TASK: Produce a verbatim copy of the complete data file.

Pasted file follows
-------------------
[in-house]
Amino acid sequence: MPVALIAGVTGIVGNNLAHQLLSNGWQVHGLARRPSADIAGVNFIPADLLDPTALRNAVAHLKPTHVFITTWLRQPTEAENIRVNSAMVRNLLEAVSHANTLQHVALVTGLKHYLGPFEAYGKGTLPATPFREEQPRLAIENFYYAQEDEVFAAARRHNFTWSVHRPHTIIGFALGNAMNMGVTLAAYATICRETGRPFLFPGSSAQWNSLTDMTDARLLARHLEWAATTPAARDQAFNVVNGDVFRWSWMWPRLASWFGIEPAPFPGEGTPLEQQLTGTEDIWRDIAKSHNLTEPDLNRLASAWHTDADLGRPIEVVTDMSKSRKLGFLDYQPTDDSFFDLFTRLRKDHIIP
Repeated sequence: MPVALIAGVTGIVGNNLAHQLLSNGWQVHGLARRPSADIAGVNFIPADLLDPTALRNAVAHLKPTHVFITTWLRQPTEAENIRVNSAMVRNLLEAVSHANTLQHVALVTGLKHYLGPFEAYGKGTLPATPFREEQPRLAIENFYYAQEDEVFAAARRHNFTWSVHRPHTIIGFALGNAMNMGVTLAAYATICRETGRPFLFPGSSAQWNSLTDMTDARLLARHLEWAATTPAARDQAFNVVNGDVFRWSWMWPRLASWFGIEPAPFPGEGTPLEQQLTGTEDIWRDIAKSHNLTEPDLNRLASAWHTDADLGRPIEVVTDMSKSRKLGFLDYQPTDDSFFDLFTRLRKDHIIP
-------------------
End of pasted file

[in-house]
Amino acid sequence: MPVALIAGVTGIVGNNLAHQLLSNGWQVHGLARRPSADIAGVNFIPADLLDPTALRNAVAHLKPTHVFITTWLRQPTEAENIRVNSAMVRNLLEAVSHANTLQHVALVTGLKHYLGPFEAYGKGTLPATPFREEQPRLAIENFYYAQEDEVFAAARRHNFTWSVHRPHTIIGFALGNAMNMGVTLAAYATICRETGRPFLFPGSSAQWNSLTDMTDARLLARHLEWAATTPAARDQAFNVVNGDVFRWSWMWPRLASWFGIEPAPFPGEGTPLEQQLTGTEDIWRDIAKSHNLTEPDLNRLASAWHTDADLGRPIEVVTDMSKSRKLGFLDYQPTDDSFFDLFTRLRKDHIIP
Repeated sequence: MPVALIAGVTGIVGNNLAHQLLSNGWQVHGLARRPSADIAGVNFIPADLLDPTALRNAVAHLKPTHVFITTWLRQPTEAENIRVNSAMVRNLLEAVSHANTLQHVALVTGLKHYLGPFEAYGKGTLPATPFREEQPRLAIENFYYAQEDEVFAAARRHNFTWSVHRPHTIIGFALGNAMNMGVTLAAYATICRETGRPFLFPGSSAQWNSLTDMTDARLLARHLEWAATTPAARDQAFNVVNGDVFRWSWMWPRLASWFGIEPAPFPGEGTPLEQQLTGTEDIWRDIAKSHNLTEPDLNRLASAWHTDADLGRPIEVVTDMSKSRKLGFLDYQPTDDSFFDLFTRLRKDHIIP